2. Attitude Toward Turks
    • What was your attitude toward Turks before the genocide?
    • Did you observe Turks who were helpful to Armenians both during the deportations and afterward?
    • Do you think the average Turk approved of the actions of the government against the Armenians?
    • After you left Turkey, did you have any contact with Turks? What was your experience with these individuals?
    • How would you describe Turkish character?
  3. Childhood Feelings
    • What specific events from your childhood stand out most clearly in your mind? What were your most painful experiences? Joyful moments? Do you think most often of the good or bad times from your childhood?
    • As a child, were you able to understand why the deportations were occurring? Or why there was hostility toward the Armenians?
    • As a child, particularly in the orphanage, did you talk with others about the genocide (i.e., sharing stories of what you had experienced and witnessed) ?
    • If orphaned during the genocide, how sad, depressed, or lonely do you remember being? How did you cope with these feelings as a child? What sources of comfort did you have?
  4. Adult Feelings
    • How much did you think about the genocide as an adult, and how did your feelings change over time?
    • In the last few years, how preoccupied have you been with the genocide? Is it something that you think about every day?
    • Have you ever had, or do you currently have, dreams about events you experienced during the genocide?
    • Do you attend special events on April 24 to commemorate the Armenians who died in 1915? How do you feel on that day?
    • Do you feel that your "wound" from the genocide has healed, or does it still occupy a lot of your thinking?
  5. Guilt
    • Have you ever felt guilty that you survived when so many Armenians perished?
    • Are there any specific events from the deportations about which you feel bad--where you failed, or perhaps your mother or father failed or compromised?
    • Did you observe Armenian women abandoning children or infants? How do you feel about such decisions?
  6. Shame and Humiliation
    • In what ways were Armenians shamed and humiliated during the deportations?
    • Did you ever feel that you had become less than human during the deportations?
  7. Talking About the Genocide
    • Do you talk with fellow survivors about the genocide? Is this a regular or infrequent topic of conversation?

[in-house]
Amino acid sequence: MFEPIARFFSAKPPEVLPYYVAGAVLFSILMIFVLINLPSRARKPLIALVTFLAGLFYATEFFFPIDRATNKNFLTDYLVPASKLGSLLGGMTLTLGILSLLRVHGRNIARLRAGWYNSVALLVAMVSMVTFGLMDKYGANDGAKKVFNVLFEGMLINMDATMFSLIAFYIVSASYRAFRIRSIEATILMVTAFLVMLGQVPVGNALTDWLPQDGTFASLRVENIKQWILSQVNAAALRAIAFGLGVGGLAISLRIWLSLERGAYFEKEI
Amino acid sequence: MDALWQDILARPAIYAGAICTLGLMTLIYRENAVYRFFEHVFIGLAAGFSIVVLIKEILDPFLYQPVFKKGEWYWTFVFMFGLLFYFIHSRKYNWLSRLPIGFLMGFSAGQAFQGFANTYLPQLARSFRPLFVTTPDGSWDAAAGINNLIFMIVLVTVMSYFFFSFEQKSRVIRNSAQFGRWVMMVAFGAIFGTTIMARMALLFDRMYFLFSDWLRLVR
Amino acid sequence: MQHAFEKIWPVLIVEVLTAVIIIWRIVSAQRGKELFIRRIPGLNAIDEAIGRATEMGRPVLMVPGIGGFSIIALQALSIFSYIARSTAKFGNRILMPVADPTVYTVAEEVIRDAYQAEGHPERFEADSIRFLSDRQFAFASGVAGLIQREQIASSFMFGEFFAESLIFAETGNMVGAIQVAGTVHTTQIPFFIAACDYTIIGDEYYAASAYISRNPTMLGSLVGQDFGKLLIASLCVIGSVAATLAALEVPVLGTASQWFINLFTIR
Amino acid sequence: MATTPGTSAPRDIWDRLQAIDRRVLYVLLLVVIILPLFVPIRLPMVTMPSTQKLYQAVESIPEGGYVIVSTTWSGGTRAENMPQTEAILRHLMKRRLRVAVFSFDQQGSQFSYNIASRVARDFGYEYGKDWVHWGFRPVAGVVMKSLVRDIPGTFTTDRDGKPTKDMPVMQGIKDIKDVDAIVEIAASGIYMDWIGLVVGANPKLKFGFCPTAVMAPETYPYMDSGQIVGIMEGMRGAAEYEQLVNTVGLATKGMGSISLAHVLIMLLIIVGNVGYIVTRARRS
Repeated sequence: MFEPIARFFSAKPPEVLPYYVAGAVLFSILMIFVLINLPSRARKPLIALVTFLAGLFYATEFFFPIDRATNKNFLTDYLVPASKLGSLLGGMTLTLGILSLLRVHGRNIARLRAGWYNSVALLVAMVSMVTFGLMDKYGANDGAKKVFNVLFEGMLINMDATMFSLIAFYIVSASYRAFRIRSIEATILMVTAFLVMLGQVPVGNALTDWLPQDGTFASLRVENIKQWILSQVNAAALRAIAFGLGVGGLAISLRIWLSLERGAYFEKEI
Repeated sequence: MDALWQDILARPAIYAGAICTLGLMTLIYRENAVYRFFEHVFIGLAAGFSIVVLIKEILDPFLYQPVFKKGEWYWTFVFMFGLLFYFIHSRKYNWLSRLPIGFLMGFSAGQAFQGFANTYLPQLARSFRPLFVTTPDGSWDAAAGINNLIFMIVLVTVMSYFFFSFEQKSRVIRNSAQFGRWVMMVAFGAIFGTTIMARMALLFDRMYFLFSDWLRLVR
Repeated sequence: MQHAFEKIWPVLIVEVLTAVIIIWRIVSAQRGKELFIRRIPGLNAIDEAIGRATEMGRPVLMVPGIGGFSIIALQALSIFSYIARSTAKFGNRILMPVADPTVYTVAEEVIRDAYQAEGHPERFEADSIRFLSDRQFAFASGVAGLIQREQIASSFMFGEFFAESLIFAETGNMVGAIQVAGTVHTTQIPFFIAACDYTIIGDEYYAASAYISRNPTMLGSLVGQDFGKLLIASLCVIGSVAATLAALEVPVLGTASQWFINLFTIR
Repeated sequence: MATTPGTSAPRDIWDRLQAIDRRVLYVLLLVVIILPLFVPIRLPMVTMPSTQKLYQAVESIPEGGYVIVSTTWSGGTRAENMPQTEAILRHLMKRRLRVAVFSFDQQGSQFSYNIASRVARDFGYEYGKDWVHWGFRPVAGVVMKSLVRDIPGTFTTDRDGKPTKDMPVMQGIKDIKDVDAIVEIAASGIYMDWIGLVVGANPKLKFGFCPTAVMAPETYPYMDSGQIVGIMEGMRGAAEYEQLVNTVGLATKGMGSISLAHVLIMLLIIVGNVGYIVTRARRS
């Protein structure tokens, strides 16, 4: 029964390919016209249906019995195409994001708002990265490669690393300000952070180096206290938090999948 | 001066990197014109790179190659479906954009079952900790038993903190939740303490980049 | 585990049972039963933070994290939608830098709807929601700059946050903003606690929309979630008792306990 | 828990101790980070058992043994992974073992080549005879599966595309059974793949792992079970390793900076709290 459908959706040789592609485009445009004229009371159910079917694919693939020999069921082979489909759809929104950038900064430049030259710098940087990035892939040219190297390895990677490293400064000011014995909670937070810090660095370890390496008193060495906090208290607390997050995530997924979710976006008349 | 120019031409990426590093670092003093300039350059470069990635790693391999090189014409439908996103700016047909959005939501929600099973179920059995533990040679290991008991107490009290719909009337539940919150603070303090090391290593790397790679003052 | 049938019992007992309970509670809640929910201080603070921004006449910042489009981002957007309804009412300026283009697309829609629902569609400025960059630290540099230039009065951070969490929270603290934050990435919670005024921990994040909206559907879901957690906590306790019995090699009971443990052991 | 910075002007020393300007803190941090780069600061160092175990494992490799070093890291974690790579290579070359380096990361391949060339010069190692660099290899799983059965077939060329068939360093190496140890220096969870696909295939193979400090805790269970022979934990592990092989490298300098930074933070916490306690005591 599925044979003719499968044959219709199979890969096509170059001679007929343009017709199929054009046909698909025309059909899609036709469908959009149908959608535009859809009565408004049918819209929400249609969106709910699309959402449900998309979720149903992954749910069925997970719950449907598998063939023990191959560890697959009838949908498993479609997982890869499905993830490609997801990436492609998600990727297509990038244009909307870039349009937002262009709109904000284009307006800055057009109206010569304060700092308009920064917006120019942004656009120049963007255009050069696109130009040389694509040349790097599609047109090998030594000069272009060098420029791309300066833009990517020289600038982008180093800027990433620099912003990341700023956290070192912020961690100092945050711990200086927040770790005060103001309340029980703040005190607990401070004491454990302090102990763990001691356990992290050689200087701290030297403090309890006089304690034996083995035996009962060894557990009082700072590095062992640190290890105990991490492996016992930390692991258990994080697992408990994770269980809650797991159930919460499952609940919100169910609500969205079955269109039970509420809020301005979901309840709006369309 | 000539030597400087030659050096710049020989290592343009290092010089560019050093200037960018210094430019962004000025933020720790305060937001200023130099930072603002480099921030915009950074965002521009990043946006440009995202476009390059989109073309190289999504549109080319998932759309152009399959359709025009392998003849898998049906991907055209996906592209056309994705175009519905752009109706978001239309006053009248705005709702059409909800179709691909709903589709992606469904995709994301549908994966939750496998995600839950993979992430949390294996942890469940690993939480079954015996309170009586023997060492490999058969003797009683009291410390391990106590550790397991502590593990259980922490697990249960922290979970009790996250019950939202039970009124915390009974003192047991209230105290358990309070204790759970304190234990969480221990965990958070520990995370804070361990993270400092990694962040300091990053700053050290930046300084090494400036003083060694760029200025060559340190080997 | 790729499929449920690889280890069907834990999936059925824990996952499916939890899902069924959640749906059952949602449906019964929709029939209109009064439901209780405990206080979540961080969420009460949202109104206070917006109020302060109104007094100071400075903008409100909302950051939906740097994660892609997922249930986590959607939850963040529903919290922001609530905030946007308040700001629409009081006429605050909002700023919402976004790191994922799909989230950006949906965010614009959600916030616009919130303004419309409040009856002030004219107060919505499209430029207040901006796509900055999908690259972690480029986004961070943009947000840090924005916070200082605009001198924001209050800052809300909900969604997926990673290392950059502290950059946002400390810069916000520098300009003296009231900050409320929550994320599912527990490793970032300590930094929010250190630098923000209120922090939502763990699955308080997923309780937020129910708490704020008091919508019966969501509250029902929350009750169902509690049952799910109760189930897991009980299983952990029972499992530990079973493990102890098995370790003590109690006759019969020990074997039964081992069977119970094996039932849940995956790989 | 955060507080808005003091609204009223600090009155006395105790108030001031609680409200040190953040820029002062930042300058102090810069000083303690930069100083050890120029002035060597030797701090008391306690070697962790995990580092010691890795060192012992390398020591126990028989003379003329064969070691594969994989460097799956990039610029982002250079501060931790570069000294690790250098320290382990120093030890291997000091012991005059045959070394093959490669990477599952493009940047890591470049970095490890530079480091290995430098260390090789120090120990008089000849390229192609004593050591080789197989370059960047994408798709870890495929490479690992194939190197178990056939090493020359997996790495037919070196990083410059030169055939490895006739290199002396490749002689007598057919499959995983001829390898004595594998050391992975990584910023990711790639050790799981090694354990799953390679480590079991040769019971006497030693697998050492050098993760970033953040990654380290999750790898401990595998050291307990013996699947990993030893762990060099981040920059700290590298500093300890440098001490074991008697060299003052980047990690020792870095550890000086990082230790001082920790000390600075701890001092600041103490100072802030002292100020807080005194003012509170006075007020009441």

• Do you frequently talk with non-Armenians about the genocide?
    • Have you told your story to your children? To your grandchildren? In how much detail? What have been their reactions? How interested have they been in your story?
    • What attitudes about the genocide do you think you have communicated to your children and grandchildren?
  8. Effects of the Genocide
    • How do you think the genocide has affected you? Physically? Emotionally? Educationally and vocationally?
    • Has anything positive resulted from the genocide for Armenians? For you personally?
  9. Religious Practice and Attitudes
    • What was your religious background as a child?
    • How would you describe your religious commitment and beliefs as an adult?
    • As a child, did you wonder why God was allowing the Armenians to be deported?
    • As an adult, have you wondered about God's "silence" during the genocide?
    • Has it troubled you how a God who is good and all-powerful could have allowed the destruction of the Armenians?
    • Do you think God had anything to do with your own survival?
    • Do you think God will punish the Turks for what they did to the Armenians?
  10. Responses to the Genocide
    • To what extent do you try not to think about the genocide?
    • Do you feel that you have a satisfactory explanation for why the genocide occurred?
    • Do you think any good resulted from the genocide?
    • Should the Armenians seek reparations or return of their lands from the Turks?
    • Do you think Armenians would be better off if they abandoned any hope of regaining their homeland?
    • What do you think about the assassination of Turkish officials as a way of pursuing recognition of Armenian claims?
    • How reconciled are you toward the genocide?
    • How angry are you toward the Turks? What would have to happen in order to reduce your anger? Would acknowledgement of the genocide by Turkey be sufficient?
    • When someone asks you why Armenians continue to talk about an event that happened so many years ago, what is your answer?